In The Flow

I wrote a short essay about Albuquerque back in the day. About Cutter field, little more than a dirt lot and a bunch of crazy hot air balloonists.

The Balloon Fiesta was a lot different back then, and it was a whole lot more interactive.

Take a minute to reminisce with me through my little essay titled “In The Flow” which just found a home on a place called The Story Pub.

You can find a link in the right column of this page, or you can…

Read it Here: In The Flow

Photo from the family archives.

Ok, I’ll Pick A Side

Recently, as I perused the pages of Facebook, I came across a Newscastic (read clickbaity) article with a New Mexico topic. I took the bait so you don’t have to.

The title of the article is:

Pick A Side: 11 Famous ABQ Rivalries Since The Day You Were Born

They said to pick a side, so I did.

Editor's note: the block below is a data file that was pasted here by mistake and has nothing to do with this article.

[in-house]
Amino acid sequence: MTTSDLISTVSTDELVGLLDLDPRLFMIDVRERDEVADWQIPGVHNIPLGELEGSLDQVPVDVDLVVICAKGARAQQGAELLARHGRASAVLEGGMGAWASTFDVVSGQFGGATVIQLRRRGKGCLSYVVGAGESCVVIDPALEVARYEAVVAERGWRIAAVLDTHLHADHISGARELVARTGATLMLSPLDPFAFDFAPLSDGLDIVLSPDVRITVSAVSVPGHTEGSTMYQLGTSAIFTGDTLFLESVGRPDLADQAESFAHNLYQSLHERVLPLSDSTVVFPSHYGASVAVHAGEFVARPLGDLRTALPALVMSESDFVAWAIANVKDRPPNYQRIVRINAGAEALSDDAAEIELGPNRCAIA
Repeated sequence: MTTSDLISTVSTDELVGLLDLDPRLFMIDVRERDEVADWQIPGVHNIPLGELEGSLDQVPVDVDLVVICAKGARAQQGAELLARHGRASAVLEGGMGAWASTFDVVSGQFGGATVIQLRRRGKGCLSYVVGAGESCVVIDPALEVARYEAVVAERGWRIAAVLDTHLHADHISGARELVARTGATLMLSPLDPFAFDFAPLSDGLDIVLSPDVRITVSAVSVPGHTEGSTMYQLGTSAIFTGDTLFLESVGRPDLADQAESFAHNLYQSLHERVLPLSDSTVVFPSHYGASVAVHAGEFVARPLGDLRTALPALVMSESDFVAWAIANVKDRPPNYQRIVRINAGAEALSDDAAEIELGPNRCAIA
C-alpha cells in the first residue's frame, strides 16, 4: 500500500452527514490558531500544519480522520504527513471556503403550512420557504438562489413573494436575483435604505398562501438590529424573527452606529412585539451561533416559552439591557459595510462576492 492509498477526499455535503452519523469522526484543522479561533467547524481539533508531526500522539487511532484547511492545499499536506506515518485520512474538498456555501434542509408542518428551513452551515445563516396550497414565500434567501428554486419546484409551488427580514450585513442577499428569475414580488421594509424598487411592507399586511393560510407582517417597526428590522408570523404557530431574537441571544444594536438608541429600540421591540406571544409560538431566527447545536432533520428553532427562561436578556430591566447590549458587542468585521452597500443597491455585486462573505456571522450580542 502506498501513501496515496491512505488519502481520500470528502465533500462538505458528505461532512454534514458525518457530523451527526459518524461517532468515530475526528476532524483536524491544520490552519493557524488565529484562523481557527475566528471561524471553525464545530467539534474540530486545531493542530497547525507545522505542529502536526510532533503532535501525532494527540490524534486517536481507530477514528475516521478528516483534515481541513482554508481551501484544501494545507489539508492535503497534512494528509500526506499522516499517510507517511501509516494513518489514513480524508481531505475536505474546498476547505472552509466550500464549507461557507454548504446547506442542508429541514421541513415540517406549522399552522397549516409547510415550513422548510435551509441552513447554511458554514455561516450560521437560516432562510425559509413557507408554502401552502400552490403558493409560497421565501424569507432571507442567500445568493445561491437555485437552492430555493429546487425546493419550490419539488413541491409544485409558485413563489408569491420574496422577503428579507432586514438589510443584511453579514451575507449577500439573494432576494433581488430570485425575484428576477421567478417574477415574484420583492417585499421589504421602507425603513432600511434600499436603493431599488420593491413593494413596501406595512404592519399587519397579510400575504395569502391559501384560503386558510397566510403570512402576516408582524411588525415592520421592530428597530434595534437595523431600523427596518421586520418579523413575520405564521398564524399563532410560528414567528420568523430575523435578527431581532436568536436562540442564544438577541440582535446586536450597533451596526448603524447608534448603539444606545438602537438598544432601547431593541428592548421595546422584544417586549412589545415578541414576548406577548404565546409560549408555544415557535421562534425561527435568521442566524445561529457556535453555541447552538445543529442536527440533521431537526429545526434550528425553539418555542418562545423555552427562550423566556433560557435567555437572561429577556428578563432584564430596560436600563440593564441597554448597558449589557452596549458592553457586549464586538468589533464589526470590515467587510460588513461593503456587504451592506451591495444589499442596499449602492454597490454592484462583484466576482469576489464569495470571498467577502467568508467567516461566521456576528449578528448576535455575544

Herewith, the 11 so called rivalries (many of which came well after the day I was born, by the way) and my pick for each.

1) Comanche vs Candelaria

We can all agree not Montgomery, right? My preference always was and will always be Comanche, since it was quite close to the house where I grew up.

Sideline here, I looked up the house where I grew up on Google Street View. Wow, hardly recognize it. Brought a little tear to my eye.

Back in my day Comanche had way less traffic than Candelaria and made it worth taking, even with all of the stoplights. Who knows how it goes today? Maybe my ABQ folks can let me know.

2) Twisters vs Golden Pride

Have I been out of the state so long I don’t know what Twisters is? Had to look it up. Established in 1998. Psh! No.

Golden Pride (est 1972) all the way.

3) Sadies vs El Pinto